Decorations

Oh, oh, the big tree debate. Do you buy a plastic tree that is made from nasty, unrecyclable materials and gives off nasty chemicals and is shipped over from China but which lasts for years and years? Or do you heartlessly rip a real tree out of the ground in order to cover it in baubles and then throw it away?

I’ve done a bit of reading online, and the main point is to consider what you’re going to do with your tree afterwards. Does your council collect them? Can you chop it up and use it for firewood? Have you got a big garden you can plant it in?

I suppose it depends on your personal priorities. And, personally, I’m all for natural materials, and the idea of a re-useable tree that is made of baaaad things and is imported and hence unsustainable in a post-oil world comes a definite second to a real tree that comes from close by and smells all piney. Mmmmmm. Well-managed woodland is sustainable. Plastic is not. Plants and foliage help celebrate the passing of the seasons. Plastic does not.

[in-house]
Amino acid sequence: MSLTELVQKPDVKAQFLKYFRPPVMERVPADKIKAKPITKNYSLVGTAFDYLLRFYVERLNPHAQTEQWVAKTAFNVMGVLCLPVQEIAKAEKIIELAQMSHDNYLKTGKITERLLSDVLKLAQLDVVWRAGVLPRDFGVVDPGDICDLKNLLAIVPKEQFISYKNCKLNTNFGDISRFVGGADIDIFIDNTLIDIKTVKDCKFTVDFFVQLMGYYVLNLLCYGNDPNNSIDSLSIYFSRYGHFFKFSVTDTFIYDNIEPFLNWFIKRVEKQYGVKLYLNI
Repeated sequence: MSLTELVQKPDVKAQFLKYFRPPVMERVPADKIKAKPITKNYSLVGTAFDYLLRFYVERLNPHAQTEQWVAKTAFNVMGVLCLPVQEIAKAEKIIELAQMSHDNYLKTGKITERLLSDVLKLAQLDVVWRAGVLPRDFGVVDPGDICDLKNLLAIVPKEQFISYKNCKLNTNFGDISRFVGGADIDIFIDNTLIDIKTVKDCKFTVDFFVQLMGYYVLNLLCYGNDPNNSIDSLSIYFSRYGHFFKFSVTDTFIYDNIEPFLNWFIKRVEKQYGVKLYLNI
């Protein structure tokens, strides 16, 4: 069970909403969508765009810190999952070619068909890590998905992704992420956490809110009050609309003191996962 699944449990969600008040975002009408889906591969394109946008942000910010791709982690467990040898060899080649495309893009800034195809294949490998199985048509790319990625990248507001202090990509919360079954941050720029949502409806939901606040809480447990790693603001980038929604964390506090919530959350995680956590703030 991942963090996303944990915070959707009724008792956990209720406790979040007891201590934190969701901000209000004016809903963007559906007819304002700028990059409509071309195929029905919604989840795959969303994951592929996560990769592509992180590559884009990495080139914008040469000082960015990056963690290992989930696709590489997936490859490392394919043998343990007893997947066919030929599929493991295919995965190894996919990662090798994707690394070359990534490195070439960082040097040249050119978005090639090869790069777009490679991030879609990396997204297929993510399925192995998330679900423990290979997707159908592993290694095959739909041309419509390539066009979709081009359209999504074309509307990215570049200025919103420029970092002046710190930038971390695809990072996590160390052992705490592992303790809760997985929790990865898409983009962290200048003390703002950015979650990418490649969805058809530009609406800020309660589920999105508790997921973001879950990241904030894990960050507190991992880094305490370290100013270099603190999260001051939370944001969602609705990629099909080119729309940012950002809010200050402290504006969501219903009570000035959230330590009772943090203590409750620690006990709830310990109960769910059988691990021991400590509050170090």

The bf doesn’t even want to get a tree at all, and I sort of see his point, as we are going to be away for most of the actual 12 days of Christmas, but I reckon I’ve found a solution, at least for next year. For £25 online (and that’s without looking very hard, I’m sure I could find one cheaper with a bit of effort, and from nearby) you can buy a 3-4 ft Christmas tree in a pot, which you can bring into the house for a couple of weeks and then put outside again, and you can re-use it for at least a couple of years. Someone mentioned a dwarf spruce that will live in a pot and grow to a maximum of 6ft, which sounds perfect. I can’t plant a tree out here, but from what I’ve read, it should survive in a pot for at least year or so, and hopefully by the time its life in a container is over, we will have bought somewhere with a garden that we can plant it out into.